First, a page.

A peace-oriented foreign policy would be opposed strenuously by the military-industrial lobby but not by the public. Significant public pluralities already want less, not more, U.S. involvement in other countries’ affairs, and less, not more, US troop deployments overseas. Regarding Ukraine, Americans overwhelmingly want a “minor role” (52%) rather than a “major role” (26%) in the conflict between Russia and Ukraine. This is why neither Biden nor any recent president has dared to ask Congress for any tax increase to pay for America’s wars. The public’s response would be a resounding “No!”
While America’s wars of choice have been awful for America, they have been far greater disasters for countries that America purports to be saving. As Henry Kissinger famously quipped, “To be an enemy of the United States can be dangerous, but to be a friend is fatal.” Afghanistan was America’s cause from 2001 to 2021, until the U.S. left it broken, bankrupt, and hungry. Ukraine is now in America’s embrace, with the same likely results: ongoing war, death, and destruction.
The military budget could be cut prudently and deeply if the U.S. replaced its wars of choice and arms races with real diplomacy and arms agreements. If presidents and members of congress had only heeded the warnings of top American diplomats such as William Burns, the U.S. Ambassador to Russia in 2008, and now CIA Director, the U.S. would have protected Ukraine’s security through diplomacy, agreeing with Russia that the U.S. would not expand NATO into Ukraine if Russia also kept its military out of Ukraine. Yet relentless NATO expansion is a favorite cause of the MIC; new NATO members are major customers of U.S. armaments.
The U.S. has also unilaterally abandoned key arms control agreements. In 2002, the U.S. unilaterally walked out of the Anti-Ballistic Missile Treaty. And rather than promote nuclear disarmament—as the U.S. and other nuclear powers are required to do under Article VI the Nuclear Non-Proliferation Treaty—the Military-Industrial Complex has sold Congress on plans to spend more than $600 billion by 2030 to “modernize” the U.S. nuclear arsenal.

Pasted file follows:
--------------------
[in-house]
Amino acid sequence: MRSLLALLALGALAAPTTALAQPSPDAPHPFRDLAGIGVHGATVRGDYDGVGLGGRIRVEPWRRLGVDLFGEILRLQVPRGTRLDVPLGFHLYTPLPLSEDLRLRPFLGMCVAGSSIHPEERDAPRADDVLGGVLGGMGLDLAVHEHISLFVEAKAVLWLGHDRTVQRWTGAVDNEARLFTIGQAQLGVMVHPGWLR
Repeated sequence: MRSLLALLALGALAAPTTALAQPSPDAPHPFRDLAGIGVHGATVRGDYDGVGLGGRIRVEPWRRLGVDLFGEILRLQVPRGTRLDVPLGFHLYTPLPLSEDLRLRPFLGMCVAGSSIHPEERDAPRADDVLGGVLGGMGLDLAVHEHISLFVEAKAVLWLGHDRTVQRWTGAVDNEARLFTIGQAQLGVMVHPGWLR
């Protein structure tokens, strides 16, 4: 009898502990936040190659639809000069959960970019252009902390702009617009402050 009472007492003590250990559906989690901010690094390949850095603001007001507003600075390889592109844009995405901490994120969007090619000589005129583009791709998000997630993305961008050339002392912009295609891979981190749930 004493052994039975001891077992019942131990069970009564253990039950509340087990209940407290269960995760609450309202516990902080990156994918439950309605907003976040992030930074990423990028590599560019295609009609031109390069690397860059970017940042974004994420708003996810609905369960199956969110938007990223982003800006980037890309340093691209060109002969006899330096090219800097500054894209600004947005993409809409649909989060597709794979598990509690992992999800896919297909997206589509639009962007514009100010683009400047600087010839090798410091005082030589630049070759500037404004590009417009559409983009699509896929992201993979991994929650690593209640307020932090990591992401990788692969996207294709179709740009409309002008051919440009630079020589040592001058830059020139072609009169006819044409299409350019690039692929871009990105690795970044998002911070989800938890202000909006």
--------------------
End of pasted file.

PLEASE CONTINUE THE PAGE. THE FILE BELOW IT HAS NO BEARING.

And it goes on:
Now the MIC is talking up the prospect of war with China over Taiwan. The drumbeats of war with China are stoking the military budget, yet war with China is easily avoidable if the U.S. adheres to the One-China policy that properly underpins U.S.-China relations. Such a war should be unthinkable. More than bankrupting the U.S., it could end the world.
Military spending is not the only budget challenge. Aging and rising healthcare costs add to the fiscal woes. According to the Congressional Budget Office, debt will reach 185 percent of GDP by 2052 if current policies remain unchanged. Healthcare costs should be capped while taxes on the rich should be raised. Yet facing down the military-industrial lobby is the vital first step to putting America’s fiscal house in order, needed to save the U.S., and possibly the world, from America’s perverse lobby-driven politics.
This article was updated with the $9 trillion figure in the second paragraph.
Jeffrey D. Sachs is a University Professor and Director of the Center for Sustainable Development at Columbia University, where he directed The Earth Institute from 2002 until 2016. He is also President of the UN Sustainable Development Solutions Network and a commissioner of the UN Broadband Commission for Development. He has been advisor to three United Nations Secretaries-General, and currently serves as an SDG Advocate under Secretary-General Antonio Guterres. Sachs is the author, most recently, of "A New Foreign Policy: Beyond American Exceptionalism" (2020). Other books include: "Building the New American Economy: Smart, Fair, and Sustainable" (2017) and "The Age of Sustainable Development," (2015) with Ban Ki-moon.